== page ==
A home delivery service of irregularly shaped fruits has become a huge success following its launch late last month by a company seeking to make up for lost business at its sightseeing orchard in northeastern Japan amid the coronavirus pandemic.

Yamagata Sakuranbo Farm Co., which normally sells the substandard fruits only at its store, put the promotion online in a bid to avoid having to dump some 120 tons of products such as cherries and peaches as social-distancing measures kept visitors away.

Its offer of seven deliveries over a period of six months, totaling 40 kilograms of fruit, for 28,567 yen ($260) drew a strong response, selling out the excess fruit in just two weeks.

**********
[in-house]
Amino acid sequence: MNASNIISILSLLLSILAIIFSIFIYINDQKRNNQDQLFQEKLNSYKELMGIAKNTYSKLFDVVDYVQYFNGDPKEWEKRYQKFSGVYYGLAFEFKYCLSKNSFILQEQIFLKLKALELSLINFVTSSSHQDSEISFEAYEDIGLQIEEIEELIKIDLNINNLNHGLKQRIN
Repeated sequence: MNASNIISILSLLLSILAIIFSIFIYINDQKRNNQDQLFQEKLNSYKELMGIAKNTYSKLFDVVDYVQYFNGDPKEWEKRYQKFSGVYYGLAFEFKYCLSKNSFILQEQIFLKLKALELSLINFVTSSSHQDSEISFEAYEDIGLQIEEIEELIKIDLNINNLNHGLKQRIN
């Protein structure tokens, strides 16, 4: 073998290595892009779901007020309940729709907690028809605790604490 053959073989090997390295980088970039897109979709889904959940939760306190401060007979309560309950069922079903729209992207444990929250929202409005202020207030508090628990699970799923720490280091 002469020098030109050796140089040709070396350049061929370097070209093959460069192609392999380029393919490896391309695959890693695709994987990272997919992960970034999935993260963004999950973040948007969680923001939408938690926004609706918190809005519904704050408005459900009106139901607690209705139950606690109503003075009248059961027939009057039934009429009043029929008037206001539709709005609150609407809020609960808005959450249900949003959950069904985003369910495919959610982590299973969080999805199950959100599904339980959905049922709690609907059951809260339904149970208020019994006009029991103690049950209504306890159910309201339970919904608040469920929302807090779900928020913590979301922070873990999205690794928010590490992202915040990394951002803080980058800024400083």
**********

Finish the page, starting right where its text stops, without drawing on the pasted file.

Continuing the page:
"I didn't expect a huge sell like this," said Yoshitomo Yahagi, the 44-year-old president of the company. "I hope farmers across the country will take note of this."

"We can turn a crisis into a chance. We hope that people will visit our place when the (coronavirus) crisis is under control," said an employee.

(Yoshitomo Yahagi, president of Yamagata Sakuranbo Farm, poses with a basket of cherries in Tendo, Yamagata Prefecture on May 11)